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Why would you drain an autorelease pool instead of releasing it?

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2 Answers 2

up vote 5 down vote accepted

One reason is for garbage collection (not available on iPhone)

release is a no-op with GC enabled, but drain provides a hint to the garbage collector

From the docs:

Garbage Collection

In a garbage-collected environment, there is no need for autorelease pools. You may, however, write a framework that is designed to work in both a garbage-collected and reference-counted environment. In this case, you can use autorelease pools to hint to the collector that collection may be appropriate. In a garbage-collected environment, sending a drain message to a pool triggers garbage collection if necessary; release, however, is a no-op. In a reference-counted environment, drain has the same effect as release. Typically, therefore, you should use drain instead of release.

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Way back in the day, drain and release were separate. You had to call drain and then release. However, since you always drained then released they just combined to drain. I think they kept the drain because manual memory management used to be very important and you need to be able to spot exactly where the pool drained in code. –  TechZen Sep 7 '10 at 18:15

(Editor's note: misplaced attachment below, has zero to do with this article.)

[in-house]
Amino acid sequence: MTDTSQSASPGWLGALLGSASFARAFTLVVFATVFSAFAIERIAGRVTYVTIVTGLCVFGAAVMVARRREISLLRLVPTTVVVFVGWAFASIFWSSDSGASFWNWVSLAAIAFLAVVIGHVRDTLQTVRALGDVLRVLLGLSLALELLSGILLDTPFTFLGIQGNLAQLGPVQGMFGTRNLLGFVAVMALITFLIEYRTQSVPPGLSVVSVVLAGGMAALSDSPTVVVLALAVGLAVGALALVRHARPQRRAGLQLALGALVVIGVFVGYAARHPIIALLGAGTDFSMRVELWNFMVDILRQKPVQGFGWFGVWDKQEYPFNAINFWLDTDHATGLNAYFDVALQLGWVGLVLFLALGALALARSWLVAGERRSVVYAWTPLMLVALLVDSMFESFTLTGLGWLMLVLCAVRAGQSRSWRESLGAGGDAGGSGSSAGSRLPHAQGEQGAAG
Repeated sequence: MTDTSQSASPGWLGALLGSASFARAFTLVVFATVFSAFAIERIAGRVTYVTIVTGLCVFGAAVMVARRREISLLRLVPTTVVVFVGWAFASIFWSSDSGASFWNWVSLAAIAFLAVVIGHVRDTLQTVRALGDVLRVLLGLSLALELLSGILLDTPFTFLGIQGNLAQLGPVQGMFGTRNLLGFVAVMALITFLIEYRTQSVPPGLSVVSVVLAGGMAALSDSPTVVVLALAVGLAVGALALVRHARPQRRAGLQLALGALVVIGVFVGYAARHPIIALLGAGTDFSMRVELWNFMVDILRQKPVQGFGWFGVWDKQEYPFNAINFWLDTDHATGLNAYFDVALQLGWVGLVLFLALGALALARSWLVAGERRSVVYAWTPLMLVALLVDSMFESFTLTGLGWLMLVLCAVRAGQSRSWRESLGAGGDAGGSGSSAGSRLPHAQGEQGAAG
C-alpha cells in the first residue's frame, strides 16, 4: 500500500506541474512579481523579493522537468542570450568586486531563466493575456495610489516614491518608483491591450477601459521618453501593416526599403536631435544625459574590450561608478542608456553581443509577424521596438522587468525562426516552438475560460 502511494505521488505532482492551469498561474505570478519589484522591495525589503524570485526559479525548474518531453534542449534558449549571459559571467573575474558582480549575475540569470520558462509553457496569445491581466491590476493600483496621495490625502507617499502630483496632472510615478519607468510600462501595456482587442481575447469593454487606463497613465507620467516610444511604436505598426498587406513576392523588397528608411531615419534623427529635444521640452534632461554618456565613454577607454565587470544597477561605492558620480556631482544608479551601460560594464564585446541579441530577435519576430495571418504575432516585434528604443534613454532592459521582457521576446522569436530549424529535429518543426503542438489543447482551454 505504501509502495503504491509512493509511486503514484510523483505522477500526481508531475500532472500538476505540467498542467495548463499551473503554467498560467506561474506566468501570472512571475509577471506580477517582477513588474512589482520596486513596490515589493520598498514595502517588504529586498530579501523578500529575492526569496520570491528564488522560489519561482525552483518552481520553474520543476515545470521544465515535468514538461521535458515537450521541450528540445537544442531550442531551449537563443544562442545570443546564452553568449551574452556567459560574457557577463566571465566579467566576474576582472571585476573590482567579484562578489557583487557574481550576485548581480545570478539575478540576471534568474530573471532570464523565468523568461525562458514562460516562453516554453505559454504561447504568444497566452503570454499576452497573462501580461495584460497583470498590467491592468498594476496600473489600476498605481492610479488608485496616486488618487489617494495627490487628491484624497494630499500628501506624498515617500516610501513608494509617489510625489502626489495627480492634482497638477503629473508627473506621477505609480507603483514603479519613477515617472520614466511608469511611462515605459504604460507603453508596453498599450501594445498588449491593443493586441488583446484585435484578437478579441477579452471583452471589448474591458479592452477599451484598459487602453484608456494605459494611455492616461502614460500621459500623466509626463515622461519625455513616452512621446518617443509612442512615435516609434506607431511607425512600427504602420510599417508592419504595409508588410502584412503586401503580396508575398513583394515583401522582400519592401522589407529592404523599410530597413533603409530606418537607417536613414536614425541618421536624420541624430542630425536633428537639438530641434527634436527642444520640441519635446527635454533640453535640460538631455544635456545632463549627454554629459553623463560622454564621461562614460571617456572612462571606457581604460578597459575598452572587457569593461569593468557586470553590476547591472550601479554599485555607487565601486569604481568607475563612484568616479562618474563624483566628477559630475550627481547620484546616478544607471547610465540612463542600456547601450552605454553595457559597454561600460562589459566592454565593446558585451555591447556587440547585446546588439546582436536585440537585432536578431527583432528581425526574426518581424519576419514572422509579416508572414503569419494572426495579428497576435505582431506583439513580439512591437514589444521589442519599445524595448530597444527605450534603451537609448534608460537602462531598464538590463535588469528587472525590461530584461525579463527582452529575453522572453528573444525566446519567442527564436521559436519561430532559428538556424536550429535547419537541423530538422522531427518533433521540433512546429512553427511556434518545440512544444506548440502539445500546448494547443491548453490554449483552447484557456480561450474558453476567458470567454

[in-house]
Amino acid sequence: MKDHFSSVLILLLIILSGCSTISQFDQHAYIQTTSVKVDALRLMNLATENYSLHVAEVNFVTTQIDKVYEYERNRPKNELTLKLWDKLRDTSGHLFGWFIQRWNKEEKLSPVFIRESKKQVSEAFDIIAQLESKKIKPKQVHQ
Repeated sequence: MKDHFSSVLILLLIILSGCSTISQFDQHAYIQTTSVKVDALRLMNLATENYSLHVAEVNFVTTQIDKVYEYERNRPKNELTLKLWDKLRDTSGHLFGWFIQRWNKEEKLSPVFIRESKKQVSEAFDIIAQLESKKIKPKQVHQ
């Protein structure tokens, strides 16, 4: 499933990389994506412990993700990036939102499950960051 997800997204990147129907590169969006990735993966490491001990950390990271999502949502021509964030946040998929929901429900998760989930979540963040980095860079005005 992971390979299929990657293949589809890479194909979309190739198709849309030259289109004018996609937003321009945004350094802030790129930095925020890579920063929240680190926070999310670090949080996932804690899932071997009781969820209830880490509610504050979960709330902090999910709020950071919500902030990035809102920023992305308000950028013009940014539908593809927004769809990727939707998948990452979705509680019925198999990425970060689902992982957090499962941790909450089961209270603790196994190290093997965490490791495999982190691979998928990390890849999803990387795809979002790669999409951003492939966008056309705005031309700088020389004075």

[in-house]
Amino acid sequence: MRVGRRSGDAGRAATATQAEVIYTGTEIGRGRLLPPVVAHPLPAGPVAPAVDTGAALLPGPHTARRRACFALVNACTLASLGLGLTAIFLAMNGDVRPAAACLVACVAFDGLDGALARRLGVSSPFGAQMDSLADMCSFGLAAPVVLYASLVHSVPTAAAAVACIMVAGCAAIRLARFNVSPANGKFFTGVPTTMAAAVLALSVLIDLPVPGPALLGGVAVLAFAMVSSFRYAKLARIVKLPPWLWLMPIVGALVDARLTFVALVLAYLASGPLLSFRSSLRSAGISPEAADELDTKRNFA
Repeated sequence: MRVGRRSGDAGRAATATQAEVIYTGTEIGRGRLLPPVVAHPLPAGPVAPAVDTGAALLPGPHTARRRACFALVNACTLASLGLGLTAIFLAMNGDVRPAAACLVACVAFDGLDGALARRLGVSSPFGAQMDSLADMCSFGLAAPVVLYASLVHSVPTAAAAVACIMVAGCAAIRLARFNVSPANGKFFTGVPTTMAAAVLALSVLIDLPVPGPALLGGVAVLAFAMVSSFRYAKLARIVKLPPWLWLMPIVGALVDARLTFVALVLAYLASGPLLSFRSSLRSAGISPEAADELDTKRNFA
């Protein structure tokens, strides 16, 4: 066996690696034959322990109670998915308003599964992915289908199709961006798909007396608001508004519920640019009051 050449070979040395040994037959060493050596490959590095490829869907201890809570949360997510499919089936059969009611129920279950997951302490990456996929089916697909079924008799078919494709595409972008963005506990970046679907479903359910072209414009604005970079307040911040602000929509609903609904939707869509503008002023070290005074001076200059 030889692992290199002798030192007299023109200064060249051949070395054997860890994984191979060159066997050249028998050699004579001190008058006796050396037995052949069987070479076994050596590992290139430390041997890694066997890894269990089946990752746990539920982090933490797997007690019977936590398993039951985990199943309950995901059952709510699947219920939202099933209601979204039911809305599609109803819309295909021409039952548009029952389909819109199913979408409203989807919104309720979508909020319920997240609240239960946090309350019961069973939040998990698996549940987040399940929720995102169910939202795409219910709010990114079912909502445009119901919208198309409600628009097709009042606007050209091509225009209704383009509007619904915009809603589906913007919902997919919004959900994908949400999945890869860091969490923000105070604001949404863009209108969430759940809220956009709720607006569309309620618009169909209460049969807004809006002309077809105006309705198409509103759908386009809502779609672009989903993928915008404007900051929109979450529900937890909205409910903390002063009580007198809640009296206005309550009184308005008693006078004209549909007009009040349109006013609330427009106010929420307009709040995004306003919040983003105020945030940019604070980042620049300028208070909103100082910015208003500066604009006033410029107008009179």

Er, what? -drain was added in the 10.4 SDK, specifically for the reason of garbage collection compatibility. (Garbage collection was not available in 10.4, but some of the groundwork had been done.) It had to be done this way because it is impossible to override -release in GC. –  Jens Ayton Sep 7 '10 at 23:49
This is a bad answer in the context of the iPhone. See my answer for a better reason to use drain. –  Stefan Arentz Sep 8 '10 at 0:00
@TechZen: That's a Cocoa urban legend. As Ahruman noted, drain was added in 10.4 as a synonym for release. The reason for the two synonymous methods is that Apple's implementation of GC renders release a no-op, so they needed to use a different selector if they wanted the method to work both in GC and MM environments. –  Chuck Sep 8 '10 at 0:08

The best answer here is "because Apple tell you to".

Following Apple's "best practices" is the best way to improve your chances of being forward compatible.

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